Remember all those “Roaring Twenties” parties last year? Seems so long ago, doesn’t it? Las Vegas usually has a hell of a party on New Year’s Eve. The Strip shuts down and fireworks erupt from rooftops of the biggest resorts. Well, due to coronavirus concerns, most (but not all) fireworks shows are cancelled and the Strip is toning things down in a major way. But there’s still fun to be had, whether masking up and hitting the town or celebrating on a virtual basis at home. Here’s the rundown on how to celebrate New Year’s Eve in Las Vegas and say goodbye to the 2020 shitshow once and for all.
Make the most of a night on the Strip
The Strip Even though the fireworks are cancelled, the Strip will still be closed to traffic for New Year’s Eve, although only from Russell to Spring Mountain this year. Bouncing around from casino to casino may be fun, but keep in mind-things won’t be nearly as busy as usual, and most bars and restaurants will require table reservations to enter. Don’t forget to bundle up. We may be in the desert, but it gets cold in late December. Cost: Free
Online To make up for the lack of fireworks, Las Vegas is putting together a virtual countdown this year. Log on to the LVCVA webpage, Facebook, or YouTube for a party live-streamed with a DJ and a “2020” sign that’s demolished Vegas-style at midnight with confetti, streamers, and fireworks. Watch and celebrate from home with no need for a designated driver. Cost: Free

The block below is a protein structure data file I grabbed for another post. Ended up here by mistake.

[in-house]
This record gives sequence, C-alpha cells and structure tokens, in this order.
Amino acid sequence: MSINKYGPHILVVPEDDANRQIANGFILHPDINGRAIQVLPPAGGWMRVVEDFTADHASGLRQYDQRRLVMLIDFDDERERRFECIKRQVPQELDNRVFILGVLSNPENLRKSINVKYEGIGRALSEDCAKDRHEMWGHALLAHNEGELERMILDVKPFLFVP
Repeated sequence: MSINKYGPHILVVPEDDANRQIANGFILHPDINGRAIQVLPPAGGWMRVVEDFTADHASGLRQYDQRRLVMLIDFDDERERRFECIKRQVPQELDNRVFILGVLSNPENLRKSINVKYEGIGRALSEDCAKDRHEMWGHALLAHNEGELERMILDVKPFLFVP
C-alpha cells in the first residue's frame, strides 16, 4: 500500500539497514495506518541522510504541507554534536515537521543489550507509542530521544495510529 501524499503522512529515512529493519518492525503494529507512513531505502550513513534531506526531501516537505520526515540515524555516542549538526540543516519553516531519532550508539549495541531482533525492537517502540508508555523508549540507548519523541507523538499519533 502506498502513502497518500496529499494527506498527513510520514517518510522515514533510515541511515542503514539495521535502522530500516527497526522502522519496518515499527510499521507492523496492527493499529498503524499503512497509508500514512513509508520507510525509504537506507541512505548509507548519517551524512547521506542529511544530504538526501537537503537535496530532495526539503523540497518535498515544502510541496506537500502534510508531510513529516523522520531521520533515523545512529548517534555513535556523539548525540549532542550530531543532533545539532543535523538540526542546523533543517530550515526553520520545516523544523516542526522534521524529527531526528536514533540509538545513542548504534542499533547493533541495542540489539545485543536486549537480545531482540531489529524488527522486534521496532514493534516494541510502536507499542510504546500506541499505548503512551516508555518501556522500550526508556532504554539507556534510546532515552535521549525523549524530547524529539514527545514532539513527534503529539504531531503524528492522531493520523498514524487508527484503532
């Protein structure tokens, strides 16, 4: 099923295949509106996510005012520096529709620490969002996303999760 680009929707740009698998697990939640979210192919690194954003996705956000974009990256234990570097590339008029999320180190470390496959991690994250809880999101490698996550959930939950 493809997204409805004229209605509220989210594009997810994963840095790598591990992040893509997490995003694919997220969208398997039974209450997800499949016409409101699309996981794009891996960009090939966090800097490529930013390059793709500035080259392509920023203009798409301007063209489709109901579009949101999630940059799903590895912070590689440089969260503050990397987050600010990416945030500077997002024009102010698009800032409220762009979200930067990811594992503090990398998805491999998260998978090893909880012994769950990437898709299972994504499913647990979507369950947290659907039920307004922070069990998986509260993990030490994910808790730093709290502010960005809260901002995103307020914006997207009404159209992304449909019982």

Downtown The only official New Year’s Eve fireworks show erupts at the stroke of midnight from the rooftop of the Plaza hotel. To accommodate the crowds, a portion of Main Street out front will be closed to traffic during the show. For an even better view, book a hotel room with VIP access to the rooftop pool deck. Use code NYE2021. Cost: Free to watch.
The Strat The thrill rides near the top of The Strat are lots of fun, make for a great date idea, and will stay open on New Year’s Eve from noon until 1 am. One person will be chosen to take the leap into the new year at the stroke of midnight on the bungee-like SkyJump-effectively being a human “ball drop” for Las Vegas and earning a bunch of other perks, including a free stay, food, and booze (enter the contest on Instagram). Otherwise, the Top of the World restaurant has a series of seatings for celebration dinners throughout the evening. The views from the restaurant or SkyPod observation deck are great for seeing the Plaza fireworks or whatever people are shooting off from their backyards throughout the valley. Cost: SkyPod admission $25 (10 am–6 pm) and $50 (7 pm–1 am) with add-on options for thrill rides; Top of the World dinners begin at $125 per-person minimum.